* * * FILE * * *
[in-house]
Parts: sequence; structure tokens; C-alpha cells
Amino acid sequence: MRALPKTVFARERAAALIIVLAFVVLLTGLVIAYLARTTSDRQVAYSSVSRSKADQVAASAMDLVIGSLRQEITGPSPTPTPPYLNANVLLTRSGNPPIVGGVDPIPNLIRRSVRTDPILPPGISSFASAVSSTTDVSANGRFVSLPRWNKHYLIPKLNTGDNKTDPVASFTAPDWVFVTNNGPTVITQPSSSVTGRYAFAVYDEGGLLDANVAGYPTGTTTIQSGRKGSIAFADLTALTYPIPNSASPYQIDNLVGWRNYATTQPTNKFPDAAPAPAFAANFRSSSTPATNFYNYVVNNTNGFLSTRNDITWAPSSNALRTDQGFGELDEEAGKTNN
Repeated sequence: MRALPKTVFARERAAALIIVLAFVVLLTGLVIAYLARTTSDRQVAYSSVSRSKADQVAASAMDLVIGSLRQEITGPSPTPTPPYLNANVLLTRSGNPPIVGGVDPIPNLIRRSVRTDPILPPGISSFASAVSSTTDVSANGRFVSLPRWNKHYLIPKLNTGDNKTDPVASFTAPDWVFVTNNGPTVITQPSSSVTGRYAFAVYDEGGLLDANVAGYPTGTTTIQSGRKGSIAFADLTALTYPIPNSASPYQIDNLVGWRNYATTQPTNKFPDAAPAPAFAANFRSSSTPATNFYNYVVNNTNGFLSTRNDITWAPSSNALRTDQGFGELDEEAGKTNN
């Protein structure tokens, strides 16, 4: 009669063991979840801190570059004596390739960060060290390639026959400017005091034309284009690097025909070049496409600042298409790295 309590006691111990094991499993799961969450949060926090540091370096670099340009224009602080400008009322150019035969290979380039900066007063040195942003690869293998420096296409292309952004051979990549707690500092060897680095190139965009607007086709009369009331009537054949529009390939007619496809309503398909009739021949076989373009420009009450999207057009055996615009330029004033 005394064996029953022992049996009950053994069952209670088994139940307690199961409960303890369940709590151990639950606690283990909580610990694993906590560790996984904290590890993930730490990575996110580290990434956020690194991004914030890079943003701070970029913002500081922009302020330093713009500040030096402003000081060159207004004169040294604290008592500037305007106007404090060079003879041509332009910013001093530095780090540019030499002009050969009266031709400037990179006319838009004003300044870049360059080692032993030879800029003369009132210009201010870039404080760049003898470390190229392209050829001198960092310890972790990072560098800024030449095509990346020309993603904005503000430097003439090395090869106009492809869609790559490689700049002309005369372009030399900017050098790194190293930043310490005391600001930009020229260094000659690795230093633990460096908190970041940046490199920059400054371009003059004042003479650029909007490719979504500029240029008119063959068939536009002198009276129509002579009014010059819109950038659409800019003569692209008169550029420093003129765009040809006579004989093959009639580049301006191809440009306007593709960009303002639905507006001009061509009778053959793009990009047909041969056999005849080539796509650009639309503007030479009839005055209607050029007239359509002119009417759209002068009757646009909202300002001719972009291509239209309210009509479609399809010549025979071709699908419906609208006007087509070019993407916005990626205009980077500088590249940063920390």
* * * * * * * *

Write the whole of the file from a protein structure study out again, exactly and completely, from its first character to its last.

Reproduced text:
[in-house]
Parts: sequence; structure tokens; C-alpha cells
Amino acid sequence: MRALPKTVFARERAAALIIVLAFVVLLTGLVIAYLARTTSDRQVAYSSVSRSKADQVAASAMDLVIGSLRQEITGPSPTPTPPYLNANVLLTRSGNPPIVGGVDPIPNLIRRSVRTDPILPPGISSFASAVSSTTDVSANGRFVSLPRWNKHYLIPKLNTGDNKTDPVASFTAPDWVFVTNNGPTVITQPSSSVTGRYAFAVYDEGGLLDANVAGYPTGTTTIQSGRKGSIAFADLTALTYPIPNSASPYQIDNLVGWRNYATTQPTNKFPDAAPAPAFAANFRSSSTPATNFYNYVVNNTNGFLSTRNDITWAPSSNALRTDQGFGELDEEAGKTNN
Repeated sequence: MRALPKTVFARERAAALIIVLAFVVLLTGLVIAYLARTTSDRQVAYSSVSRSKADQVAASAMDLVIGSLRQEITGPSPTPTPPYLNANVLLTRSGNPPIVGGVDPIPNLIRRSVRTDPILPPGISSFASAVSSTTDVSANGRFVSLPRWNKHYLIPKLNTGDNKTDPVASFTAPDWVFVTNNGPTVITQPSSSVTGRYAFAVYDEGGLLDANVAGYPTGTTTIQSGRKGSIAFADLTALTYPIPNSASPYQIDNLVGWRNYATTQPTNKFPDAAPAPAFAANFRSSSTPATNFYNYVVNNTNGFLSTRNDITWAPSSNALRTDQGFGELDEEAGKTNN
């Protein structure tokens, strides 16, 4: 009669063991979840801190570059004596390739960060060290390639026959400017005091034309284009690097025909070049496409600042298409790295 309590006691111990094991499993799961969450949060926090540091370096670099340009224009602080400008009322150019035969290979380039900066007063040195942003690869293998420096296409292309952004051979990549707690500092060897680095190139965009607007086709009369009331009537054949529009390939007619496809309503398909009739021949076989373009420009009450999207057009055996615009330029004033 005394064996029953022992049996009950053994069952209670088994139940307690199961409960303890369940709590151990639950606690283990909580610990694993906590560790996984904290590890993930730490990575996110580290990434956020690194991004914030890079943003701070970029913002500081922009302020330093713009500040030096402003000081060159207004004169040294604290008592500037305007106007404090060079003879041509332009910013001093530095780090540019030499002009050969009266031709400037990179006319838009004003300044870049360059080692032993030879800029003369009132210009201010870039404080760049003898470390190229392209050829001198960092310890972790990072560098800024030449095509990346020309993603904005503000430097003439090395090869106009492809869609790559490689700049002309005369372009030399900017050098790194190293930043310490005391600001930009020229260094000659690795230093633990460096908190970041940046490199920059400054371009003059004042003479650029909007490719979504500029240029008119063959068939536009002198009276129509002579009014010059819109950038659409800019003569692209008169550029420093003129765009040809006579004989093959009639580049301006191809440009306007593709960009303002639905507006001009061509009778053959793009990009047909041969056999005849080539796509650009639309503007030479009839005055209607050029007239359509002119009417759209002068009757646009909202300002001719972009291509239209309210009509479609399809010549025979071709699908419906609208006007087509070019993407916005990626205009980077500088590249940063920390």